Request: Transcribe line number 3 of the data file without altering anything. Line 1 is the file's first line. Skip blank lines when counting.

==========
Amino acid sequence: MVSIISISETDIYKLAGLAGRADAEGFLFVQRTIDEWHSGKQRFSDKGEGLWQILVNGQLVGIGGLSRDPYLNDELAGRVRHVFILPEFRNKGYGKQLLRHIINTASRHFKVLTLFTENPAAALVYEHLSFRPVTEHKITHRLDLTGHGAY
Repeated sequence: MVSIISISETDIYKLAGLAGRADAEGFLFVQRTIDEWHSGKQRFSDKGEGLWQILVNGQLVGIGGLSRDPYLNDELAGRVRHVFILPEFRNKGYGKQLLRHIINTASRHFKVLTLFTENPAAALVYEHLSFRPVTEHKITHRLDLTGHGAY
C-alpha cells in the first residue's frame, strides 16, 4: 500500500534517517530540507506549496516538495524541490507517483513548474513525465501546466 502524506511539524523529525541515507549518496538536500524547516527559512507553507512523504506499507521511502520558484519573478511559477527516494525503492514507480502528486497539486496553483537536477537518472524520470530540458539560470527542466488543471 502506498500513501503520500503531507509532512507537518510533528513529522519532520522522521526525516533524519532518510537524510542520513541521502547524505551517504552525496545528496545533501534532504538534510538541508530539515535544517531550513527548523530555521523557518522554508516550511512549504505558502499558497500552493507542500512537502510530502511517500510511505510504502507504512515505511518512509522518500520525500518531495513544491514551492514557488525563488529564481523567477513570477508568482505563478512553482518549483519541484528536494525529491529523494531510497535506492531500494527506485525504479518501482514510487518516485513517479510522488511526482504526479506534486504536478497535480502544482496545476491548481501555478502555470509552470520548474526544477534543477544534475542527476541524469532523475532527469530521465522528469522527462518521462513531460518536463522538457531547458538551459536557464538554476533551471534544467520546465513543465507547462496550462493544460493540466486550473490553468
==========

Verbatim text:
C-alpha cells in the first residue's frame, strides 16, 4: 500500500534517517530540507506549496516538495524541490507517483513548474513525465501546466 502524506511539524523529525541515507549518496538536500524547516527559512507553507512523504506499507521511502520558484519573478511559477527516494525503492514507480502528486497539486496553483537536477537518472524520470530540458539560470527542466488543471 502506498500513501503520500503531507509532512507537518510533528513529522519532520522522521526525516533524519532518510537524510542520513541521502547524505551517504552525496545528496545533501534532504538534510538541508530539515535544517531550513527548523530555521523557518522554508516550511512549504505558502499558497500552493507542500512537502510530502511517500510511505510504502507504512515505511518512509522518500520525500518531495513544491514551492514557488525563488529564481523567477513570477508568482505563478512553482518549483519541484528536494525529491529523494531510497535506492531500494527506485525504479518501482514510487518516485513517479510522488511526482504526479506534486504536478497535480502544482496545476491548481501555478502555470509552470520548474526544477534543477544534475542527476541524469532523475532527469530521465522528469522527462518521462513531460518536463522538457531547458538551459536557464538554476533551471534544467520546465513543465507547462496550462493544460493540466486550473490553468